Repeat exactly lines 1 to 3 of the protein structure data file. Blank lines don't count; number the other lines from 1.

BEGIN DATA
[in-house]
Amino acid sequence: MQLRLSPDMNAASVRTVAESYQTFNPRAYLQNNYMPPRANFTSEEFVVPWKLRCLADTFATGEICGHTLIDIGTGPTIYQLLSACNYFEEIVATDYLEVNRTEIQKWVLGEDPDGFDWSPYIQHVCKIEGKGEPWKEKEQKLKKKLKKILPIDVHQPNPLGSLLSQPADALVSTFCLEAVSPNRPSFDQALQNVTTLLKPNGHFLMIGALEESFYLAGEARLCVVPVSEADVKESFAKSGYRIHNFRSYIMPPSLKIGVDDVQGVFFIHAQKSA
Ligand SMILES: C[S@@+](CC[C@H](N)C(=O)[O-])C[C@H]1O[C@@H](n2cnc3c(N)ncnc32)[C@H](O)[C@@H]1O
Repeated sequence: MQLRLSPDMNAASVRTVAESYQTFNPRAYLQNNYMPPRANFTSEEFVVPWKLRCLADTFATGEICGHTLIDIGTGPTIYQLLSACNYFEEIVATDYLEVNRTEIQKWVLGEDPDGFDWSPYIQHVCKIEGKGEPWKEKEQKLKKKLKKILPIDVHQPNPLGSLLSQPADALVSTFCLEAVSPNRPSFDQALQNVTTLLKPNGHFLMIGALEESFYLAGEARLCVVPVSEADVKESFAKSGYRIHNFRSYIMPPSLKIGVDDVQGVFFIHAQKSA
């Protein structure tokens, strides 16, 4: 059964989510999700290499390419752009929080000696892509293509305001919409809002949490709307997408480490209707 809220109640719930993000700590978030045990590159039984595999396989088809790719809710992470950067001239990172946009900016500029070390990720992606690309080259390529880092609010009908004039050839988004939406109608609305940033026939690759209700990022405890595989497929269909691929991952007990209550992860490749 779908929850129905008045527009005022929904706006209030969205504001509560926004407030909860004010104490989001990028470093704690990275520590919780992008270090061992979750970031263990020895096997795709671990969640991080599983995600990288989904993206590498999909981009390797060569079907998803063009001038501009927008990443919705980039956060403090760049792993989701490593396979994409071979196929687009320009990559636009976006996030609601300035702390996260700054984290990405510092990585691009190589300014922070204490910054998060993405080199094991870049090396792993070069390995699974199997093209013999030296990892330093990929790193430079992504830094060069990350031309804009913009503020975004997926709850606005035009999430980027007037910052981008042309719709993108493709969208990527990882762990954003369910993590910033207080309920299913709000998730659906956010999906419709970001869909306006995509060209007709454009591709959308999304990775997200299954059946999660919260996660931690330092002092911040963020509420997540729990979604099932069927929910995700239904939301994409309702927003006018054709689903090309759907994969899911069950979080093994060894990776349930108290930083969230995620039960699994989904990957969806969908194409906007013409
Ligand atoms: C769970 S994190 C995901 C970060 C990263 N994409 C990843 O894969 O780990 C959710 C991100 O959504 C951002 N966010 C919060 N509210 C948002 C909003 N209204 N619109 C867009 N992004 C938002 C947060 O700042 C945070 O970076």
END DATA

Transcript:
[in-house]
Amino acid sequence: MQLRLSPDMNAASVRTVAESYQTFNPRAYLQNNYMPPRANFTSEEFVVPWKLRCLADTFATGEICGHTLIDIGTGPTIYQLLSACNYFEEIVATDYLEVNRTEIQKWVLGEDPDGFDWSPYIQHVCKIEGKGEPWKEKEQKLKKKLKKILPIDVHQPNPLGSLLSQPADALVSTFCLEAVSPNRPSFDQALQNVTTLLKPNGHFLMIGALEESFYLAGEARLCVVPVSEADVKESFAKSGYRIHNFRSYIMPPSLKIGVDDVQGVFFIHAQKSA
Ligand SMILES: C[S@@+](CC[C@H](N)C(=O)[O-])C[C@H]1O[C@@H](n2cnc3c(N)ncnc32)[C@H](O)[C@@H]1O